It is useful recording the distance between each set of repeated strings to find the greatest common factor. The number that factors the most into all of these distances (e.g. 6 is a factor of 6, 12, 18…) is most likely the length of the keyword. Once the length of the keyword is found, then every nth letter must have been encrypted using the same letter of the keyword. Thus, by recording every nth letter in one string, you can obtain what is essentially a Caesar cipher. The Caesar cipher is then attacked using frequency analysis. Once a few of these strings (of different positions on the ciphertext) are solved, the keyword can be revealed by checking the shift key against a tabula recta (e.g. if a certain string of nth letters is found to have been shifted 3 letters each, then the corresponding letter in the keyword must be “D”, which shifts every plaintext letter by 3 in the Vigenère cipher). When the keyword is deduced, every message encrypted using that keyword can now easily be decoded by you.

Although the Kasiski examination appears to be complex, attempting to try it reveals how simple the process is. Thus, it is useful to try encrypting a message using the Vigenère cipher then trying to work out the keyword using the Kasiski examination. Much like the frequency analysis, it is an extremely useful tool in the case of needing to break a secret code.

Posted in Psychology & Medicine

## Process Of Elimination

“How often have I said to you that when you have eliminated the impossible, whatever remains, however improbable, must be the truth?” ~ Sherlock Holmes

If there is not enough evidence to come to a conclusion of what is the truth, start by removing the possibilities that cannot be true. If you hack away these impossible answers one by one, you will ultimately end up with the truth. This method is highly useful in a multiple-choice type exam, where you cross off the false answers until only one remains (or take an educational guess from whatever remains). In medicine, a process of elimination can be used to narrow down a differential diagnosis, or to reach a diagnosis of exclusion – that is, a diagnosis that cannot be proven to be true but seems to be the only one that fits since all other diagnoses do not.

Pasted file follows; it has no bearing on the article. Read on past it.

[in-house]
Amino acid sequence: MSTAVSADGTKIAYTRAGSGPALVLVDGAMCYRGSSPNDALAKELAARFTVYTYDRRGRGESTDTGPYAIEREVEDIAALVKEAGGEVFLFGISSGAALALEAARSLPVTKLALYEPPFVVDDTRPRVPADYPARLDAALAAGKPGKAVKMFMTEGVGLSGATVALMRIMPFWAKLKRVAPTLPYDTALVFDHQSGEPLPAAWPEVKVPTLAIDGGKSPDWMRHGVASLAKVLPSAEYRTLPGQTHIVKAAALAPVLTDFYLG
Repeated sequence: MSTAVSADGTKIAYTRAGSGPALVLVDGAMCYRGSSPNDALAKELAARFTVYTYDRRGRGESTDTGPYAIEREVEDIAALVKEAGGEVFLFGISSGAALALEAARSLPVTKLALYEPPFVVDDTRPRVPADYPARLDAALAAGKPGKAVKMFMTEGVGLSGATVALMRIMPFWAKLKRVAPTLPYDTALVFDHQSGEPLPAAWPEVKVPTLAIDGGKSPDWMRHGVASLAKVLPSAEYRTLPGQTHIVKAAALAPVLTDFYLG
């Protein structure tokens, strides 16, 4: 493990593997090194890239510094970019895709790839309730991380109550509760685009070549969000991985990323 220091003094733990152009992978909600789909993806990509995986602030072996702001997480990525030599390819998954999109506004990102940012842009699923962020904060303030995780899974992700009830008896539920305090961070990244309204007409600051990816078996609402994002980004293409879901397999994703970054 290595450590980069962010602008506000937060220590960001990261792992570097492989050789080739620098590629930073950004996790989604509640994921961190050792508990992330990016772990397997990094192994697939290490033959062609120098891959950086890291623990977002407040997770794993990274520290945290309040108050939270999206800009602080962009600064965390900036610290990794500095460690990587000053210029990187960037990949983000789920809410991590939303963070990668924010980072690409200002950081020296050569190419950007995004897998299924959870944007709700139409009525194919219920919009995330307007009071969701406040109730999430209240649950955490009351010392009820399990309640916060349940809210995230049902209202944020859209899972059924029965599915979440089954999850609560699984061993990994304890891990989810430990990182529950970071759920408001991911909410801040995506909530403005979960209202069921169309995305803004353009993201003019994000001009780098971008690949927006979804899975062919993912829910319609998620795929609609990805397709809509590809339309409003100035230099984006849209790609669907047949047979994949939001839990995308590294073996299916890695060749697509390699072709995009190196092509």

Posted in Science & Nature

## Euclidean Geometry

In 300BC, a Greek mathematician called Euclid wrote a series of texts called Elements. The Elements was a textbook that outlined many principles of mathematics (especially geometry) and it would become one of the most influential works in the history of mathematics. It is composed of a series of axioms (the axiomatic approach) from which many deductions and theorems can be made. Although many of these axioms sound extremely simple and like common sense, the implications are staggering.

The following is Euclid’s Five Postulates of Plane Geometry:

1. Two points determine a line.
2. Any line segment can be extended in a straight line as far as desired, in either direction.
3. Given any length and any point, a circle can be drawn having the length as radius and that point as centre.
4. All right angles are congruent (can be superimposed).
5. Parallel postulate: If two lines intersect a third in such a way that the sum of the inner angles on one side is less than two right angles, then the two lines inevitably must intersect each other on that side, if extended far enough.

Using these postulates, mathematicians are able to deduce more advanced theories. For example, the Elements also describes the famous Pythagorean theorem, which states that “in any right triangle, the area of the square of the hypotenuse (the diagonal) is equal to the sum of the areas of the squares of the other two sides” (a² + b² = c²).

Thanks to Euclid’s works, we are now able to accurately model and measure the three-dimensional space around us. Not only did Euclid set the foundations for mathematics, his works were also instrumental in the development of logic and modern science.